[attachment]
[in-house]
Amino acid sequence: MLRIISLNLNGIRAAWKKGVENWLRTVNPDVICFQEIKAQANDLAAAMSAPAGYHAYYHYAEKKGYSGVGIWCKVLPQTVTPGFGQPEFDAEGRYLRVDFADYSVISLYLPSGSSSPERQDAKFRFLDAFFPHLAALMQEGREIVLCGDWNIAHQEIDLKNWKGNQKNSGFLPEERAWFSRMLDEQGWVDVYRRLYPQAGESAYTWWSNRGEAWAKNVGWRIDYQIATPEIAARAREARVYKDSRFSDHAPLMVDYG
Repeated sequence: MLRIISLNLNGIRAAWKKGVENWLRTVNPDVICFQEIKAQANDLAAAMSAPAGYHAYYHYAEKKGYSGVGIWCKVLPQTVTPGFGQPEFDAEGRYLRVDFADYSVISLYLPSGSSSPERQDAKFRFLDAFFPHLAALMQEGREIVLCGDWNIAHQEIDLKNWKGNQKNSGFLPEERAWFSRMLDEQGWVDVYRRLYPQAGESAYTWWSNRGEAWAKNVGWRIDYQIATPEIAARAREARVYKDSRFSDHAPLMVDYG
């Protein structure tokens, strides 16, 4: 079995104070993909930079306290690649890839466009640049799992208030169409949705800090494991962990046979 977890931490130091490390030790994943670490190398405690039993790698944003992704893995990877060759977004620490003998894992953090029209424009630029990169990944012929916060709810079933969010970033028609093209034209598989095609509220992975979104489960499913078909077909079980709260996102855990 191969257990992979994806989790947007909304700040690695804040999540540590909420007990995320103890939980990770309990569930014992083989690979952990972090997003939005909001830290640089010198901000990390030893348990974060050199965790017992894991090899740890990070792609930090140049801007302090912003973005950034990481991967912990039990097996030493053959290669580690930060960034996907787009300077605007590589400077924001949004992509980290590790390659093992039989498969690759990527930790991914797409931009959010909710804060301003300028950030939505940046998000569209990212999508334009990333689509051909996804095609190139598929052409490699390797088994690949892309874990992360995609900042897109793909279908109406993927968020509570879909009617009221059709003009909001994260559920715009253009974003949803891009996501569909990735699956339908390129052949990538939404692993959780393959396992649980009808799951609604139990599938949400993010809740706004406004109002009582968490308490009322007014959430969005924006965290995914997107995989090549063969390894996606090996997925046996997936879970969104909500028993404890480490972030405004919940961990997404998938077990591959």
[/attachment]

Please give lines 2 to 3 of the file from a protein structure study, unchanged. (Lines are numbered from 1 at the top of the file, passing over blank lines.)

Amino acid sequence: MLRIISLNLNGIRAAWKKGVENWLRTVNPDVICFQEIKAQANDLAAAMSAPAGYHAYYHYAEKKGYSGVGIWCKVLPQTVTPGFGQPEFDAEGRYLRVDFADYSVISLYLPSGSSSPERQDAKFRFLDAFFPHLAALMQEGREIVLCGDWNIAHQEIDLKNWKGNQKNSGFLPEERAWFSRMLDEQGWVDVYRRLYPQAGESAYTWWSNRGEAWAKNVGWRIDYQIATPEIAARAREARVYKDSRFSDHAPLMVDYG
Repeated sequence: MLRIISLNLNGIRAAWKKGVENWLRTVNPDVICFQEIKAQANDLAAAMSAPAGYHAYYHYAEKKGYSGVGIWCKVLPQTVTPGFGQPEFDAEGRYLRVDFADYSVISLYLPSGSSSPERQDAKFRFLDAFFPHLAALMQEGREIVLCGDWNIAHQEIDLKNWKGNQKNSGFLPEERAWFSRMLDEQGWVDVYRRLYPQAGESAYTWWSNRGEAWAKNVGWRIDYQIATPEIAARAREARVYKDSRFSDHAPLMVDYG